Talking Horses: Waiting Patiently misses Irish trip as snow threat looms
Ruth Jefferson says that Waiting Patiently is now being aimed at the Ascot Chase a fortnight on Saturday
Waiting Patiently has been ruled out of a trip to the Dublin Racing Festival this weekend, partly because the ground is currently too dry for him and partly because of a threatening weather forecast, raising some possibility that the prestigious two days of action at Leopardstown may have to be postponed.
The risk of snow and low temperatures for the area south of Dublin this week are a concern to course officials and Ruth Jefferson, trainer of Waiting Patiently, said: “In the circumstances, I can’t really justify taking him over there. They tell me it’s good going on the chase course just now and we really need it to be softer than that. So we’ll stay at home and hope for rain.”
Jefferson added that Waiting Patiently is now being aimed at the Ascot Chase a fortnight on Saturday, a Grade One contest which he won last year. If all goes well, he will then go to the Cheltenham Festival for the Ryanair Chase.
The Gold Cup has been mooted as a possible target for the eight-year-old but Jefferson has killed off that option, having decided against making an entry. “We had our chance to find out if he stayed three miles in the King George, but unfortunately that didn’t end well,” she said. Waiting Patiently’s rider was unseated at halfway in the Kempton race when the horse was badly impeded by a faller.
Lorcan Wyer, clerk of the course at Leopardstown, said: “The forecast is now telling us there’ll be 10-20mm of either rain, sleet or snow on Thursday. The temperatures are due to go below freezing at night this week so, if that did fall as snow, it might be slow to clear. It’s not a nuclear forecast but it’s something we’re mindful of and we’re
not dismissing it.”
One British horse who is currently an intended traveller is Knocknanuss. “He’s going over for the Arkle on Saturday,” said Gary Moore, who has only had three runners in Irish jump races in more than 20 years with a licence. “He’s second favourite, so must have a chance, and the lads that own him want to see the rugby as well.”
Grand National in Honeyball’s sights as stable stars return
Some excellent news to share, which is that the Dorset stable of Anthony Honeyball is on the way back from the sickness that has all but closed it for the last six weeks. The trainer tells me: “I’d be happy to run nearly anything at the minute,” and he has 10 different horses entered for races on Thursday and Friday.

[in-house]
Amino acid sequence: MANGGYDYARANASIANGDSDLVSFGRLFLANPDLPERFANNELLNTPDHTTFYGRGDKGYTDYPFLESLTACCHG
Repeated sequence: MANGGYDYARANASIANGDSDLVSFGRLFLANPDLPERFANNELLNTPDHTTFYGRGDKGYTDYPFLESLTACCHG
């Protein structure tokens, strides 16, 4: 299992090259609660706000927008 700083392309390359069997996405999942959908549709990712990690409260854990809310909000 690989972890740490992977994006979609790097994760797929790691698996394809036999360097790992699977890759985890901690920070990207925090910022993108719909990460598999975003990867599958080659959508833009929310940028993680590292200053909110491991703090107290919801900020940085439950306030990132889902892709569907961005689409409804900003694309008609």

That’s a big deal because, since the end of December, Honeyball has only been happy to run one horse, Mistress Massini, who arrived in his stable after the bug that affected his other horses. She has done him proud, winning twice this month, and will go again at Ludlow on Monday but the trainer is relieved to report that her stablemates now seem in similarly good heart.
“Early-season, we couldn’t have been happier. But then a few things weren’t quite adding up and the final straw was when we ran Acey Milan at Plumpton and he just didn’t fire at all, and he’s a decent horse. We felt we had to back off and we’ve given them the time. They were never working poorly at home but on the racecourse they weren’t right.”
Having taken the cautious approach, Honeyball reports his horses now seem to be in a better place. “We’re happy enough to resume and if any of the better ones misfire again, we can rough them off for the season, put it down to experience and bring them back in the autumn.”
Two of his star horses, Ms Parfois and Acey Milan, now have what the trainer calls “a serious date on their agenda” in comeback races at Exeter a week on Sunday. “That’ll make or break our season with them. Ms Parfois will go in a Listed chase for mares, you’d expect her to be winning or bang there and if that goes well she’d go for the Midlands National or the Ultima at Cheltenham and then on to the Grand National.”
Good luck to Honeyball when he runs all these horses. I think he’ll be winning at Ludlow on Monday with Mistress Massini (4.00), a 13-8 shot.
Earlier on that card, we’re now being offered 100-30 about Cara’s Way (2.20), which looks generous. She won at Doncaster three weeks ago, making her handicap debut on her first run after joining Philip Kirby from Gordon Elliott, and did so despite a significant mid-race error. She’s only been inched up the ratings and I think she’ll be hard to beat.
Pick of the Kempton card could be Urtheonethatiwant (3.10). He was backed from 8-1 to 11-4 for his handicap debut at Warwick last month but the lack of a recent run told and he was fourth of 15 in the end. Connections are only getting 11-4 this time but I dare say he can do better.